My Name is Sherry and Here is My Cancer Story!

My Name is Sherry and Here is My Cancer Story!

My Name is Sherry and Here is My Cancer Story!

By Sherry Prinsen

I was diagnosed with breast cancer on March 26, 2020 at 9:36 am. It was a Thursday. I can’t remember what I ate for breakfast some days, but I remember that morning vividly. I had an abnormal mammogram in January, and repeat scans showed a mass on the left. A follow up ultrasound did not show any mass. I was somewhat reassured, and the radiologist said I should get a repeat mammo in 6 months. But something about his response made me uneasy and being a nurse, I wondered what other options were available. The next step was an MRI, and I scheduled the test after a planned trip to Mexico. There is a history of breast cancer in my family, I wasn't able to feel a lump, and I felt well. I looked at the MRI as a good baseline screen for further comparisons. I wasn't worried....well maybe a little anxious.

I had an MRI on Friday March 13th. Never been superstitious (I am now). Not a horrible procedure, I had to lay face down on a hard table for about 30 minutes. Finished my day at work, never gave it another thought. Until Monday, when my OB called me to tell me I needed a biopsy. I was in the parking lot at Meier, getting the news sitting in my vehicle. The next few days are a blur.

Biopsy scheduled on March 24th-not pleasant-and although I was hopeful I had a sense it wasn't good just by the way the radiologist spoke to me after the procedure. I've been a nurse for 36 years and have a pretty keen sense of intuition. I can usually read people pretty well. But I still hoped the mass was benign. Unfortunately, it was not. I had a 3.2 cm lobular cancerous mass in my left breast. A mammo 13 months prior was normal (or was it?). Lobular cancer accounts for only about 20% of breast cancers, is harder to find and doesn't present as a well-defined mass as ductal carcinomas generally do. Since the mass was so large, and we were in the middle of the COVID pandemic, both my medical oncologist and breast cancer surgeon decided to start medication to shrink the tumor and delay surgery for a few months.

In August I had a partial mastectomy, and the initial pathology on several lymph nodes was negative. Final pathology unfortunately showed micro- metastasis to 2 out of 3 lymph nodes. I had a second surgery 16 days later to remove all the lymph nodes under my arm. All 12 were thankfully negative, further testing shows I don’t need chemotherapy, but 6 weeks of radiation and medication for at least 5 years.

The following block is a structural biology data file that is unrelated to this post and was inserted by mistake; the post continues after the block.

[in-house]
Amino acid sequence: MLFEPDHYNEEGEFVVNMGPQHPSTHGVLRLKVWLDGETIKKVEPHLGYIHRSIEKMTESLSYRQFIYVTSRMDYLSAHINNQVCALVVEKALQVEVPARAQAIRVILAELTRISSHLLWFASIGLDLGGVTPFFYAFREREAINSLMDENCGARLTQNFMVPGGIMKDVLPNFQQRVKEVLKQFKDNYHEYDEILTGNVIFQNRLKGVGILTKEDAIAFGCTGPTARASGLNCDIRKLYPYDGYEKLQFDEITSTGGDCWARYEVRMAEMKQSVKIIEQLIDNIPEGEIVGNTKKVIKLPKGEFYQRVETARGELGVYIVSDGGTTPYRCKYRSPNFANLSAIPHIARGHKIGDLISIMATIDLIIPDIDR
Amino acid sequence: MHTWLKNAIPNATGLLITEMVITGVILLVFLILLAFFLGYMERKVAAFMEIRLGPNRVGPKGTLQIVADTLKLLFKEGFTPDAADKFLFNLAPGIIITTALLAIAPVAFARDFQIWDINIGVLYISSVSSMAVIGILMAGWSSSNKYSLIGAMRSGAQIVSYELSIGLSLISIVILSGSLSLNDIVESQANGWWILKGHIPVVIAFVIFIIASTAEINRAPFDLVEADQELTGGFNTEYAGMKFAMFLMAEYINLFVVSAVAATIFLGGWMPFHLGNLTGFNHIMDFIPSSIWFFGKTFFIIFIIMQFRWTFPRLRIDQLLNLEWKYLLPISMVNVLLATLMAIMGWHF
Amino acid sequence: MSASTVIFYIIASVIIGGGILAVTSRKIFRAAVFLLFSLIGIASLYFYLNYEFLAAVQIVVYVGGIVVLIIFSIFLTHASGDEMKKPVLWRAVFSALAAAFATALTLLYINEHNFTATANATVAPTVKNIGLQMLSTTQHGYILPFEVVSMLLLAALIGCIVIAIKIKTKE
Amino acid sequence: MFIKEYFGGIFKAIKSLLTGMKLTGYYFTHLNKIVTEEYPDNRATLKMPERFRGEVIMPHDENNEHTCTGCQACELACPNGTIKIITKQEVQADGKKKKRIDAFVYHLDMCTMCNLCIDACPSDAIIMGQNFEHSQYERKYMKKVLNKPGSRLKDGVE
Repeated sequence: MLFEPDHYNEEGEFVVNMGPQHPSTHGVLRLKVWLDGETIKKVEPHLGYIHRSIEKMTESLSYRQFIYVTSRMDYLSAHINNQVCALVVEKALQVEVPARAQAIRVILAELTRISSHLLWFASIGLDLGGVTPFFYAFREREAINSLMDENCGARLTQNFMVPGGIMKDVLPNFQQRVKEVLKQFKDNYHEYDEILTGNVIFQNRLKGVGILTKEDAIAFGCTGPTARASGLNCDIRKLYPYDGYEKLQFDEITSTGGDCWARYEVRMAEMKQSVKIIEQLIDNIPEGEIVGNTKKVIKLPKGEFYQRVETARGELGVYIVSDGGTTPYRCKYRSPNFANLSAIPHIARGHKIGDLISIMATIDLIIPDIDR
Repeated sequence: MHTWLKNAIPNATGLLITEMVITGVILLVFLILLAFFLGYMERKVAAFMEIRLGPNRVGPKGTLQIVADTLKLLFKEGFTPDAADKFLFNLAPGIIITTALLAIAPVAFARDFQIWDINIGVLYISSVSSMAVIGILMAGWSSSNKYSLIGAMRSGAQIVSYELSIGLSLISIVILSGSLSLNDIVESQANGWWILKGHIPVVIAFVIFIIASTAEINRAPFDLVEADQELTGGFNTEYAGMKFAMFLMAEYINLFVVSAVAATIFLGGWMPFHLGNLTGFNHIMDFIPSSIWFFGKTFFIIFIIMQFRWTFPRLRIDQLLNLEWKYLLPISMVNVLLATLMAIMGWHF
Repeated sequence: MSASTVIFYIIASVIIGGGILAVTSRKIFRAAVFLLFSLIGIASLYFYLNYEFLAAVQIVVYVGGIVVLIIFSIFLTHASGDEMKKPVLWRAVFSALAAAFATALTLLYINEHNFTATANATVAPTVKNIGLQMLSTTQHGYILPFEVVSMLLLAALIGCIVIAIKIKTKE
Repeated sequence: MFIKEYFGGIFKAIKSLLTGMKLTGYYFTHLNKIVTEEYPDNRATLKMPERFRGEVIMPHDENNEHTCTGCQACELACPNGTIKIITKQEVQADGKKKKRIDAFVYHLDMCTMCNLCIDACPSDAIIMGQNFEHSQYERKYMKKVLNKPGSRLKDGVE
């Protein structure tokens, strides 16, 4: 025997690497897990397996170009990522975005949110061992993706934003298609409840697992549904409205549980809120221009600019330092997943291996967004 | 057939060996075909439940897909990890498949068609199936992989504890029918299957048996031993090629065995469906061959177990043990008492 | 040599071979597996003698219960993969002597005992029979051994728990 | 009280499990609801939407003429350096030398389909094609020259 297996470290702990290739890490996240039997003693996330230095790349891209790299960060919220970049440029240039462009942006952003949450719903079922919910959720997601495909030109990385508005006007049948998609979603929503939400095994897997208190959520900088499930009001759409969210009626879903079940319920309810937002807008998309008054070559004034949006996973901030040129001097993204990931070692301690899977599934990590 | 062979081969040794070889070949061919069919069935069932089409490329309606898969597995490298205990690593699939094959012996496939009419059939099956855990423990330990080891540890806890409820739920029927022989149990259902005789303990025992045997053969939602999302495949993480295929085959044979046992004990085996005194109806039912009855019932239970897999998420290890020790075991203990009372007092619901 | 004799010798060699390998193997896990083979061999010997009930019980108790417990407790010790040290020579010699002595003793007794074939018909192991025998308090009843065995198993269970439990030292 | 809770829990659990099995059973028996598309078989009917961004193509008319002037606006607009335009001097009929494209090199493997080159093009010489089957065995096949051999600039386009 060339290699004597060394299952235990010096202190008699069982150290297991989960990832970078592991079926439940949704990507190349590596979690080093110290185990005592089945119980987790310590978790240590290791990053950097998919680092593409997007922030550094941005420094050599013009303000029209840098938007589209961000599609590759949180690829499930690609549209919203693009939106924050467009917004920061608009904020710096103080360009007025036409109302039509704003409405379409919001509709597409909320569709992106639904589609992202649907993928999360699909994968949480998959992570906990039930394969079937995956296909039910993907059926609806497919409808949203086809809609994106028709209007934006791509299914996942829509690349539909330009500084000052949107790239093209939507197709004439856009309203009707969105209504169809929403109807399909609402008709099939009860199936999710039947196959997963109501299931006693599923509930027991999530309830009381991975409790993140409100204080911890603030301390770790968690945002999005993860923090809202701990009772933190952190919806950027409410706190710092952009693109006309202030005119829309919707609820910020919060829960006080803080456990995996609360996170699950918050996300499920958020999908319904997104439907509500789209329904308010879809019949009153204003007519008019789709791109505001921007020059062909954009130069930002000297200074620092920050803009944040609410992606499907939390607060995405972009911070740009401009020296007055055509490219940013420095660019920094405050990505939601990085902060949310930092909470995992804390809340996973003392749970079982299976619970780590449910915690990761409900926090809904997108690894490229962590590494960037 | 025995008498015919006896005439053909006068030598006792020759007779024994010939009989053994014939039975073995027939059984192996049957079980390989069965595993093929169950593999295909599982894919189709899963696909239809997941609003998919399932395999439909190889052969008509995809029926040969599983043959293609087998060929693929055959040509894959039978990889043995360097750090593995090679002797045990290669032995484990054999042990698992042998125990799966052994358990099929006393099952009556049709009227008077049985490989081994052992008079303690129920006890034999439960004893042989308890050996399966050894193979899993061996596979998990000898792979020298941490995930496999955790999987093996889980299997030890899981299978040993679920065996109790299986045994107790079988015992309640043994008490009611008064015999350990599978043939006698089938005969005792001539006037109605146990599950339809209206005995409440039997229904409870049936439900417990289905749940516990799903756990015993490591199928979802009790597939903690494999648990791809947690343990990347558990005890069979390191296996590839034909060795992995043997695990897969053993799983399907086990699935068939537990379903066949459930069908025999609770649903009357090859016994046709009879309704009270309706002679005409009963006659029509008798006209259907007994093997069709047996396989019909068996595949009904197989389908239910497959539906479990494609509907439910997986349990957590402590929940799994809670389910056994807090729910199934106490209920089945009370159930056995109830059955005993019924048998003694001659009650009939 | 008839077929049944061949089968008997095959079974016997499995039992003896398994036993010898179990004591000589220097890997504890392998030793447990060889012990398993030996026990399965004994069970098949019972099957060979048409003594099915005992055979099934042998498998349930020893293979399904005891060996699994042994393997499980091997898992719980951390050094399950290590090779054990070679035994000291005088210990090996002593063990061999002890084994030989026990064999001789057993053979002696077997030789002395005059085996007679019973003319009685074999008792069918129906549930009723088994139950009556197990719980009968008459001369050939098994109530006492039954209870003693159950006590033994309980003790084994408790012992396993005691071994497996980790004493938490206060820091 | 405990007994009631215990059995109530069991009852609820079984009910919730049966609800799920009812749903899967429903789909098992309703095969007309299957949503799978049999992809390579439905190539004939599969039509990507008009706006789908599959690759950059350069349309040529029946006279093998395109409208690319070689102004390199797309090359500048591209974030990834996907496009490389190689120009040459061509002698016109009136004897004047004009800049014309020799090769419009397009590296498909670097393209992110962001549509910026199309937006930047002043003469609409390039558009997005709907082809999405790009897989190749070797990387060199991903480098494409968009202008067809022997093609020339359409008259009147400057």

As all cancer patients know, exercise is a good way to minimize recurrence. October is breast cancer awareness month, and my daughter signed up for a "virtual" challenge to walk 35 miles in a month and raise money for breast cancer. I was restricted from many activities, including yoga and other exercise due to my surgery, so I decided to participate in the walk too. I've always been a big supporter of cancer, contributing to fundraisers, donating to raffles, walking etc. But now that I was a cancer patient it took on a whole new meaning. All the traditional fundraising walks were now virtual because of COVID, and one night I had an idea –why couldn't I do my own fundraising walk? I asked my 2 daughters what they thought, and they were all for it. We picked October 25th, and at first, I didn’t think anyone would be interested – but I was so wrong. On that beautiful fall Sunday morning, 21 friends and family joined me on a hike at Settler's Park in Sheboygan Falls. Even my 2 grand-dogs joined us!

I work in Grafton where I am also getting my care and treatment, but I live in Sheboygan County. I wanted to do something positive during a very negative time in my life and give back not only to the wonderful center providing my care, but also to the community in which I live. My generous family and friends donated $1330 for breast cancer in honor of the walk!

  • $650 will be donated to Grafton Cancer Care for alternative services such as massage and acupuncture, therapies that can be very beneficial during cancer treatment and recovery. These services are usually not covered by insurance.
  • $680 will go to the Sheboygan County Cancer Care Fund, and my hope is it will help patients pay for medical insurance if they are unable to work during cancer treatment and avoid lapse in necessary services.

I hope to be done with my 6-week radiation treatment on December 18th, right before the holidays. Cancer is ugly and an emotional roller coaster ride – and I HATE roller coasters. I'm looking forward the end of this journey, and as hard as it is, I try to be as positive as I can. Prayers for all who travel this journey, thanks for letting me share mine. Prayers for all the cancer warriors out there! Stay strong and keep fighting!

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